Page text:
Christians Forced to ‘Reconvert’ in Himachal Pradesh, Despite New Anti-Conversion Law
3/4/08 New Delhi (International Christian Concern) – Reports of Christians being forced to convert back to Hinduism from the northern Indian state of Himachal Pradesh, where an “anti-conversion” law was recently passed that prohibits forcible conversion. Nevertheless, the ruling Hindu nationalist Bharatiya Janata Party (BJP), which came into power two months ago, does not appear to see any problem with forcible “reconversions” of Christians to Hinduism.
At least 60 Christian families were reportedly “reconverted” by organizations linked to the BJP in the last week alone, which, according to the Evangelical Fellowship of India (EFI), is the tip of the iceberg.
The EFI said in a statement that one Pastor Ram Lal and his wife were reconverted in a ceremony organized by the Rashtriya Swayamsevak Sangh (RSS) and Vishwa Hindu Parishad (VHP or World Hindu Council) on February 27 in the Rampur area of Shimla district.
The extremists first tried to induce Pastor Lal by offering Rs.15,000 ($400) a year in exchange for preaching Hinduism, instead of Christianity. But after he refused to do so, they threatened to kill him or put him behind bars by lodging a false complaint. Under duress, he finally underwent a ritual to convert to Hinduism.
“It is better for me to die than to leave Jesus. But I was under so much pressure,” the release quoted Pastor Lal as saying to the Christian Legal Association (CLA).
Pastor Lal’s “reconversion” came just days after over 60 families were “reconverted” to Hinduism at a ceremony in the Satyanarayan Temple in Rampur, and one day before RSS and VHP extremists approached other Christians, asking them to install idols of Hindu gods in their homes. But, these families did not heed their demands, and as a result the extremists “reconverted” them forcibly, said the release.
The atmosphere in Rampur area was “very tense” at press time.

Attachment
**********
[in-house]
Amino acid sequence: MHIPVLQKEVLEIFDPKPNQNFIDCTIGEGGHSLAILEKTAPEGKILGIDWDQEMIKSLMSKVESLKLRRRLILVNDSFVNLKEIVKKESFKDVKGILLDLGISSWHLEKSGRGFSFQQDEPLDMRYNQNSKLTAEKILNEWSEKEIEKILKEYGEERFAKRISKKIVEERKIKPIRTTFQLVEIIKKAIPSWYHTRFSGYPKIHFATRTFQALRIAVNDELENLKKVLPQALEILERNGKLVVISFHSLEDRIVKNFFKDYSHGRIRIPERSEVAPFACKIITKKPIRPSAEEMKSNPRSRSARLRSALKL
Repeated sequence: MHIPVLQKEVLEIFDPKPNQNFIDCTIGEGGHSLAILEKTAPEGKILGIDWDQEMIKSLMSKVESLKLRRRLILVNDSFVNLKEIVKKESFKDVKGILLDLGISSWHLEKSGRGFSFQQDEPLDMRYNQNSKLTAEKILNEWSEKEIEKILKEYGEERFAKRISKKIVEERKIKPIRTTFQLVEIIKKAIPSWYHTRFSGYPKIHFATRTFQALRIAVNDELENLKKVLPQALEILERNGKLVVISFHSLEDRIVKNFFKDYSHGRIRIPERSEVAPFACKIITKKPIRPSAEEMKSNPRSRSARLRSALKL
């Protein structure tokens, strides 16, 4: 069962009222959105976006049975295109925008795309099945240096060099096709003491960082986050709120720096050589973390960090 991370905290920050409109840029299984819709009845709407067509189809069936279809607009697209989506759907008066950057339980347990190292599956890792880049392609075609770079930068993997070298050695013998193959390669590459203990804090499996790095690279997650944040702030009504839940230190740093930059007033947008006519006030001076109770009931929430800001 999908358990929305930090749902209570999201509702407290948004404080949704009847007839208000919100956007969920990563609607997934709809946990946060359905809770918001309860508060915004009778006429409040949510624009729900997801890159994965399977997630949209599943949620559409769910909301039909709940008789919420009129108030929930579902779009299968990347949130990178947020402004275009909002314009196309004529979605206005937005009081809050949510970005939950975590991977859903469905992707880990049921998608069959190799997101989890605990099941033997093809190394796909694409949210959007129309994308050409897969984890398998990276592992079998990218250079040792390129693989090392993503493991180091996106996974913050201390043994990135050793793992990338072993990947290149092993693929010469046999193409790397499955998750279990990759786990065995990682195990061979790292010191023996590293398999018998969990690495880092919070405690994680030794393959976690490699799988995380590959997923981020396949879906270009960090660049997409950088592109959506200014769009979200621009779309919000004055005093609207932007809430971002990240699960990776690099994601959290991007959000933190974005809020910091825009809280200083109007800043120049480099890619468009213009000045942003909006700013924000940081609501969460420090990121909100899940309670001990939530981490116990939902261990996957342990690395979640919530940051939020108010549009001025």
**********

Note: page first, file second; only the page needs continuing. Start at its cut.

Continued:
From Deception to Force
Extremist groups started a reconversion drive in Himachal Pradesh about a year ago. However, what began as a deceptive movement last February under rule of the Congress party has now turned overtly forceful with the BJP’s coming to power late last December.
In March 2007, a fact-finding team of the All India Christian Council (AICC) recorded testimonies of Dalit families who said they were made to sign papers not knowing that the papers were documents requesting “reconversion” to Hinduism in Sirmaur district on March 21, 2007, according to a report in Hindi language daily Punjab Kesari.
Prior to the reconversion drive, the extremists launched a virulent anti-Christian campaign to suggest that missionaries were alluring poor Hindus to Christianity. In 2005, the local edition of a Hindi language daily, Dainik Jagran, carried a series of articles highlighting allegations made by extremists against Christians, as highlighted in ICC’s press release on May 15, 2007 (Deceitful Propaganda Led to Himachal Pradesh Anti-Conversion Law).
Law that Bans Forced Conversion Doesn’t Prohibit Forced Reconversion?
Himachal Pradesh has a special law banning conversion by the use of “force, inducement or fraudulent means.” But the law excludes “reconversions” implicitly by stating that a conversion by unfair means shall not be recognized as such. Extremist groups, who are linked to the governing party, assert that Christian organizations give financial benefits for conversions, and thus conversions to Christianity do not count as true conversions.
The anti-conversion law was passed by the Congress party, which claims to respect religious freedom. However, in the face of the December 2007 elections which Congress was afraid of losing to the radical BJP, the party switched positions on the issue of conversion to try to win back votes. The BJP still defeated the Congress.
Despite the hypocrisy of the “anti-conversion” laws, there are sections in the Indian Penal Code concerning hurting religious feelings and creating animosity among religious denominations that could be applied against the forced reconversions. However, the police, under pressure from the government, hesitate to file cases against extremist groups linked to the ruling party.
“Complaints are filed only against Christian preachers, and that without evidence of conversion by unfair means, but no action is taken against the Hindu extremists who openly force Christians to convert. What would you call it, if not hypocrisy?” asked Tehmina Arora, general secretary of the CLA.
There are less than 8,000 Christians in Himachal Pradesh, according to the Government of India’s figures.